de. a form of verbal irony intended as insult--for example, saying the following to an employee who
                                            arrives 30 minutes late to work, “Oh, I see that punctuality is your strong suit.”
                                   abc. example: Milton’s claim that Satan, “. . . pursues his way, and swims, or sinks, or wades, or
                                            creeps, or flies.”
                                   abd. can be as small as one word (however, therefore, moreover, etc.) or as long as an entire small
                                            paragraph intended to bridge ideas on either side of it gracefully
                                   abe. term referring to the art of persuasion
                                   acd. example: “I got sick right after I lied to my parents. That fever and sore throat must have been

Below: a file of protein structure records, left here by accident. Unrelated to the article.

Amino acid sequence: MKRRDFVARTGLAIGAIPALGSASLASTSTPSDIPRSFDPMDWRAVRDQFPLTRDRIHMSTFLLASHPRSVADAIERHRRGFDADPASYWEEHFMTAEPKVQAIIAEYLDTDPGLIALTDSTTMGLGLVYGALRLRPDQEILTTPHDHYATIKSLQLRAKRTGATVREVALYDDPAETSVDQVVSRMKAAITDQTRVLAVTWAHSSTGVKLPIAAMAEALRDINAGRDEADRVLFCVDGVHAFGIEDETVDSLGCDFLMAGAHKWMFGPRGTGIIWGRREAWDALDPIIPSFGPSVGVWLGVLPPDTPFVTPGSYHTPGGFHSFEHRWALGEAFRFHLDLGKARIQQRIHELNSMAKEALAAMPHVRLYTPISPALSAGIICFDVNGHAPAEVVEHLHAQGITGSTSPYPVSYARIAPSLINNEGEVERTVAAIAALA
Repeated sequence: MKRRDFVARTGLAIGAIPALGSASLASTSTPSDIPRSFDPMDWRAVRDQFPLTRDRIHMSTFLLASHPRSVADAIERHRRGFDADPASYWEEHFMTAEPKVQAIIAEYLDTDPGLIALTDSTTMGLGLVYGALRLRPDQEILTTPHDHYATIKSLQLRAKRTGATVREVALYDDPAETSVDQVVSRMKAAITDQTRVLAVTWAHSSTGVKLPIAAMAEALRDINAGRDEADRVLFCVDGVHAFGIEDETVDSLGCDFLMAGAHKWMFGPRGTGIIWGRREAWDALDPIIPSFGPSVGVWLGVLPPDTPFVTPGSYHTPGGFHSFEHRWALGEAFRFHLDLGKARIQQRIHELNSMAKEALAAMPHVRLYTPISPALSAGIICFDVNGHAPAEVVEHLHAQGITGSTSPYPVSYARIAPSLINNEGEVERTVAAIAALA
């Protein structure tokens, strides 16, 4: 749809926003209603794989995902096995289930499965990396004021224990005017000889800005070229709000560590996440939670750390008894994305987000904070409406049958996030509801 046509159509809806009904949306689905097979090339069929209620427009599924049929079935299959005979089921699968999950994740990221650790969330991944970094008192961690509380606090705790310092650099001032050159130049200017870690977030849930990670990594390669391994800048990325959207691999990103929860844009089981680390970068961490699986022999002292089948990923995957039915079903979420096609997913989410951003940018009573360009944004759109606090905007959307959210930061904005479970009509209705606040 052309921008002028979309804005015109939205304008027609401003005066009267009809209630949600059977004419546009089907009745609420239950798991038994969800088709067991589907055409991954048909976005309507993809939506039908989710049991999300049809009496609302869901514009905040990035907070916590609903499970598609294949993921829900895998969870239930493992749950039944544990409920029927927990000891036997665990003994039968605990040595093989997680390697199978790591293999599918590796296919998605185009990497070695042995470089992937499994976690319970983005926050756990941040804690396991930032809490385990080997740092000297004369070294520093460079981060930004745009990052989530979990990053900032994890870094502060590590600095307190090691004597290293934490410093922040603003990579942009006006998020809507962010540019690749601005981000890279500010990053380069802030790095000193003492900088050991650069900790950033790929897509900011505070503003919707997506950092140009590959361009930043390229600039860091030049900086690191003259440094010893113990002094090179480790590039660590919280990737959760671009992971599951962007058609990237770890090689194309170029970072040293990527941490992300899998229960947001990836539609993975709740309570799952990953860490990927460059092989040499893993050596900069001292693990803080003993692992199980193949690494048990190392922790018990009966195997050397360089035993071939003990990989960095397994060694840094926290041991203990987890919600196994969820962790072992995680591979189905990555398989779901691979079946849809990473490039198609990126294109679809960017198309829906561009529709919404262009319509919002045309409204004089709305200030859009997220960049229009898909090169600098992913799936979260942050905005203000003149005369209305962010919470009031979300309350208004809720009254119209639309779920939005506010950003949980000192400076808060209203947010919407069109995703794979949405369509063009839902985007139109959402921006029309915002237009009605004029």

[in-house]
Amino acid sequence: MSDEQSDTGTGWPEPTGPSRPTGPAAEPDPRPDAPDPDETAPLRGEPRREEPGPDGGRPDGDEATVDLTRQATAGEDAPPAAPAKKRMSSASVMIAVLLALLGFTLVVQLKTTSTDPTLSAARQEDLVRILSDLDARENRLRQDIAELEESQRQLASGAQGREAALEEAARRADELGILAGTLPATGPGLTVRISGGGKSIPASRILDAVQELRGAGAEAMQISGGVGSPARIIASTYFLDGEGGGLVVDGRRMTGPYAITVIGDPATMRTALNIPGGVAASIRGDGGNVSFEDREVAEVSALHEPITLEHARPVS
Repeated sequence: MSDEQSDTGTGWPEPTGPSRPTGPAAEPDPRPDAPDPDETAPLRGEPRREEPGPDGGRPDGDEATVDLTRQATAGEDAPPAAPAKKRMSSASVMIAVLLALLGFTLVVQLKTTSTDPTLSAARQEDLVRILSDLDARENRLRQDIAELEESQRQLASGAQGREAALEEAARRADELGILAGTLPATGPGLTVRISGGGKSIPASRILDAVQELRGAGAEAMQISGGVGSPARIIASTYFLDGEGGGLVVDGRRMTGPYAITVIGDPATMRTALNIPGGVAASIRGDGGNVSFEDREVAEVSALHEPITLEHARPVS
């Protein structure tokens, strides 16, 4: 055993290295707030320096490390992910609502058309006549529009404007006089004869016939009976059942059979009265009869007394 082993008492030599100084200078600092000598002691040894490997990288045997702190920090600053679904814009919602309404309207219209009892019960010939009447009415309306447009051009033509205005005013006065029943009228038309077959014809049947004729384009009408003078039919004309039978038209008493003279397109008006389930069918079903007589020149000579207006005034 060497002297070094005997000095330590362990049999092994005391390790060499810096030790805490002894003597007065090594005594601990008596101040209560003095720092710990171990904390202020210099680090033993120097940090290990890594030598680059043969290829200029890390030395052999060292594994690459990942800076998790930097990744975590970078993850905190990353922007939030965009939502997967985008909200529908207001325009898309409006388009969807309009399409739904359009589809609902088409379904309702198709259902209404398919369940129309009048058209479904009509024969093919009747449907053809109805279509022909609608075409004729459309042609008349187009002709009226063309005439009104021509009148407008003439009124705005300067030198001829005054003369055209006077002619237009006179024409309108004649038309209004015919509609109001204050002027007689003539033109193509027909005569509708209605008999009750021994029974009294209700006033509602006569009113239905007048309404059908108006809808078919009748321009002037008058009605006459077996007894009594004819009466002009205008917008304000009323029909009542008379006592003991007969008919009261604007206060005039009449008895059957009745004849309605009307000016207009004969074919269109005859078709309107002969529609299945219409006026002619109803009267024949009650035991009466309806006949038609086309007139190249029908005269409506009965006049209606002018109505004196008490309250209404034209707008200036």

my punishment for being dishonest.”
                                   ace. employment of humor in order to inspire change--don’t confuse it with its meaner cousin,
                                   ade. You should always include mention of this in your exam essays, but please be sure to mention
                                            it as specifically as possible. Also, please avoid tepid, listless descriptors like strong,
                                            intense, or vivid. Instead, choose descriptors that deliver real meaning: celebratory,
                                            despondent, nostalgic, bitter, insistent, forgiving, and fearful are a few good possibilities.